This famous collaboration, part Boys' Own story, part mystical experience, was written and is set in 1936.
F6, an imaginary mountain, is attacked by a climbing party led by Michael Ransom, and the play is concerned chiefly with the experiences of the party as they go higher and higher towards their goal, and finally with the revelation to Ransom in the nature of the goal itself.
Music by Benjamin Britten
Directors Glyn Dearman and John Evans
Michael Ransom: Mick Ford
Mrs Ransom: Patricia Routledge
Sir James Ransom: Jeremy Child
Mr A: Bernard Hepton
Mrs A: Polly James
Lord Stagmantle: Peter Jeffrey
Abbot: Robert Eddison
Lady Isabel Welwyn: Emily Richard
David Gunn: Stephen Rashbrook
Ian Shawcross: Julian Firth
General Dellaby-Couch: Garard Green
Dr Williams: William Simons
Edward Lamp: David Learner
Announcer: Michael Tudor Barnes
This production repeated from 17th June 1988
This production repeated on 6th July 1990

2nd April 1994:
The Fall of the City by Archibald MacLeish.
An experimental verse play for radio, originally broadcast in the United States by CBS in April 1937
It is an allegory about the rise of fascism and the surrender of freedom as the people await the arrival of a new leader.
Directed for CBS by Irving Reis
Producer Michael Earley
Studio director: House Jamison
Announcer: Orson Welles
Dead woman: Adelaide Klein
First messenger: Carlton Young
Orator: Burgess Meredith
Second messenger: Dwight Weist
Priest: Edgar Stehli
General: William Pringle
The Chorus: Guy Repp, Dan Davies, Brandon Peters, Karl Swenson and Kenneth Delmar
(There were also other BBC productions- in October 1937 produced by Peter Creswell, and in 1947 produced by Peter Watts)

3rd April 1994:
Sunday Play: Arcadia by Tom Stoppard.
First performed at the Royal National Theatre in April last year. This radio production, first broadcast last Christmas, was described by the Financial Times as "the radio drama event of the decade".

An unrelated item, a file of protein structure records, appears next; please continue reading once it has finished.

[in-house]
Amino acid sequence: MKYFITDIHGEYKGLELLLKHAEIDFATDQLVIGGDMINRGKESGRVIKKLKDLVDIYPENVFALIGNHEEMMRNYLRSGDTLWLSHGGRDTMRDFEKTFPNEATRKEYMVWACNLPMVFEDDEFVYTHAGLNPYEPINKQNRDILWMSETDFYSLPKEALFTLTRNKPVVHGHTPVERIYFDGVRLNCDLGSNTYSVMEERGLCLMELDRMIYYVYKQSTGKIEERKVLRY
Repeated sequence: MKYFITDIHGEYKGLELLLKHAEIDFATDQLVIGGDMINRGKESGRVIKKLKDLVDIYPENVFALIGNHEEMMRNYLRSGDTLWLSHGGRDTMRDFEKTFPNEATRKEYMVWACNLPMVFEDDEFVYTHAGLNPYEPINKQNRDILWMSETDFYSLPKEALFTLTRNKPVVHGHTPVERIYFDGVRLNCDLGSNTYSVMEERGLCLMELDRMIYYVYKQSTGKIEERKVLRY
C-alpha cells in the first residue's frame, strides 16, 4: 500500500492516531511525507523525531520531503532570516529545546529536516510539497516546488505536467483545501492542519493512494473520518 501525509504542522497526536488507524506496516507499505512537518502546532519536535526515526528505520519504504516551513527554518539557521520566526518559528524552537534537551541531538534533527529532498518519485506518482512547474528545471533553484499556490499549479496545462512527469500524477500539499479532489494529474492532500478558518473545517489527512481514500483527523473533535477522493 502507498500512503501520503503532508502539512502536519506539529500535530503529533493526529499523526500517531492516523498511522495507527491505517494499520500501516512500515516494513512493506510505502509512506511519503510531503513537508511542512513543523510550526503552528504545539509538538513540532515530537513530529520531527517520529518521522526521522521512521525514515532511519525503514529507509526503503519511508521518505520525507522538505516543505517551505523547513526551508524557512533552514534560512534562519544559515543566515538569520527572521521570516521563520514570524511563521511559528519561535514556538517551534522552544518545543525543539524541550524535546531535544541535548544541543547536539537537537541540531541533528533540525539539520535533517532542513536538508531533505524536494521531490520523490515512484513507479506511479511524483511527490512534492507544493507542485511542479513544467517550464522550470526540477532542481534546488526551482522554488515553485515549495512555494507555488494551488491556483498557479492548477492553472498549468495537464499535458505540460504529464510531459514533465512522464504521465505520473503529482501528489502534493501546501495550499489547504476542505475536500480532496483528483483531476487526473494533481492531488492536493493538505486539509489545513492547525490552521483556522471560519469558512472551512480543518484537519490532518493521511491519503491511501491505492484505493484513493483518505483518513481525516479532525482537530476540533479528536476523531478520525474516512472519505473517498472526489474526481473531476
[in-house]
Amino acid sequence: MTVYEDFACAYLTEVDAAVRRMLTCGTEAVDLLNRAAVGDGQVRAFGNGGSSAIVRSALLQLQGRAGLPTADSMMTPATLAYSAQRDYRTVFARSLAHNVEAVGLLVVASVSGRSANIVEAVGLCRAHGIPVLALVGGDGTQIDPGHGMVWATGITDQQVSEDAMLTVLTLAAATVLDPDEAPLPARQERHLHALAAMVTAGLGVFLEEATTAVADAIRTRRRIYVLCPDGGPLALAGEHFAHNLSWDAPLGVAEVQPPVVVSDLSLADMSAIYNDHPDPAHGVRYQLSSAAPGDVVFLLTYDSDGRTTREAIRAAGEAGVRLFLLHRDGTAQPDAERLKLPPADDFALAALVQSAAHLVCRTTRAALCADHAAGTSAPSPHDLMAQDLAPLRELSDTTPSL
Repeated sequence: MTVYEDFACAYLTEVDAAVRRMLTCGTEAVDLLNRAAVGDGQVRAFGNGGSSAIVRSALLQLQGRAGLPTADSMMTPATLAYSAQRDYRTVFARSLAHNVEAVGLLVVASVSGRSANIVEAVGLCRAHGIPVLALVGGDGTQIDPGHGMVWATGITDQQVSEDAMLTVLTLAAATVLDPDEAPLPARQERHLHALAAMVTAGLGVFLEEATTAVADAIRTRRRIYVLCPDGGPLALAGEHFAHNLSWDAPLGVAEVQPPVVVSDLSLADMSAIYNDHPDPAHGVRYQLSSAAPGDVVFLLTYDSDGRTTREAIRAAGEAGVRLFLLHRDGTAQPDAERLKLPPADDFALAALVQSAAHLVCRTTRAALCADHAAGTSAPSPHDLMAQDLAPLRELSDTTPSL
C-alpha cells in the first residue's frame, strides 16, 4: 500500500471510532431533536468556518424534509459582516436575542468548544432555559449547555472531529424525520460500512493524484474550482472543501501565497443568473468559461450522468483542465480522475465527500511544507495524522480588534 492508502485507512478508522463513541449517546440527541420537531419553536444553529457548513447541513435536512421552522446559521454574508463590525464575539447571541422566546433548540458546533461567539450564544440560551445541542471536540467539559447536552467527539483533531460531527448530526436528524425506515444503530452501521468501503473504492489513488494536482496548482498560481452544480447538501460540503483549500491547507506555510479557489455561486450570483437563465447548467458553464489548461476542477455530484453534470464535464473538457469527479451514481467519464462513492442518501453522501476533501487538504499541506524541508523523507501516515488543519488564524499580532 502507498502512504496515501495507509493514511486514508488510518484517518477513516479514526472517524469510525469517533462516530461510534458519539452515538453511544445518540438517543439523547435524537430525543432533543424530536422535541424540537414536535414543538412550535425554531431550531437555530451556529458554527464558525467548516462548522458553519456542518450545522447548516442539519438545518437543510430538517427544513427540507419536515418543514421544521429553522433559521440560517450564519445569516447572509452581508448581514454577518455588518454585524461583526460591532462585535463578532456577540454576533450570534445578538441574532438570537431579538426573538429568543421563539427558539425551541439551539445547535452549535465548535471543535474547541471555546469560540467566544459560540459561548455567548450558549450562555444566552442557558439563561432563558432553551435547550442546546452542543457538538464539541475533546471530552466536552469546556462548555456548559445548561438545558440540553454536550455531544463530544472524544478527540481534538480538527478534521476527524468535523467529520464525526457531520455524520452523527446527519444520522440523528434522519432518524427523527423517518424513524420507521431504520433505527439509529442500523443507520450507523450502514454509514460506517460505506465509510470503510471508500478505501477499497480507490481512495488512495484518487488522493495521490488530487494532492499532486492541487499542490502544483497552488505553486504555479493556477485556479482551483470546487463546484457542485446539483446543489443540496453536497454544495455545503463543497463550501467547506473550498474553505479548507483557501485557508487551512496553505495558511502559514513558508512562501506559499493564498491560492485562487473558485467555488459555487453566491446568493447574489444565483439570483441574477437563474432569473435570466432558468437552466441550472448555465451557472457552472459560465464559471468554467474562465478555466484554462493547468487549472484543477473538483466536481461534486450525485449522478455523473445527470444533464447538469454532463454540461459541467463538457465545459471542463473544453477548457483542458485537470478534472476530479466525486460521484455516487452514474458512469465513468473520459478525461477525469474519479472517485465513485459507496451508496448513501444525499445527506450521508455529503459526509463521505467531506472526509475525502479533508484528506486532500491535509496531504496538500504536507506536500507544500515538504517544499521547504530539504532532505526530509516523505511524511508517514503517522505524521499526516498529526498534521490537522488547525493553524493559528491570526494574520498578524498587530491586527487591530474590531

In a room of a country house in Derbyshire in April 1809, sits Lady Thomasina Coverly and her tutor, Septimus Hodge. In the same room 180 years later an academic investigation is under way.
Original music by Jeremy Sams
Director David Benedictus
Thomasina Coverly: Emma Fielding
Septimus Hodge: Rufus Sewell
Jellaby: Allan Mitchell
Ezra Chater: Derek Hutchinson
Richard Noakes: Sidney Livingstone
Lady Croom: Harriet Walter
Captain Edward Brice: Graham Sinclair
Hannah Jarvis: Felicity Kendal
Chloe Coverly: Harriet Harrison
Bernard Nightingale: Bill Nighy
Augustus/Gus Coverly: Timothy Matthews
Valentine Coverly: Samuel West
Repeated from 26th December 1993
(There was also a Saturday Play production of this in 2007 directed by Jessica Dromgoole)

10th April 1994:
Sunday Play: The Tragedy of King Lear by William Shakespeare.
In celebration of Sir John Gielgud's 90th birthday, a co-production between BBC Radio 3 and the Renaissance Theatre Company, using the full folio text of the play.
Incidental music by Patrick Doyle
Producers Kenneth Branagh and Glyn Dearman.
Director Glyn Dearman
Earl of Kent: Keith Michell
Earl of Gloucester: Richard Briers
Edmond: Kenneth Branagh
King Lear: John Gielgud
Goneril: Judi Dench
Cordelia: Emma Thompson
Regan: Eileen Atkins
Duke of Albany: John Shrapnel
Duke of Cornwall: Robert Stephens
Duke of Burgundy: Denis Quilley
King of France: Derek Jacobi
Edgar: Iain Glen
Oswald: Bob Hoskins
Kntghl: Simon Russell Beale
Fool: Michael Williams
First gentleman: Nickolas Grace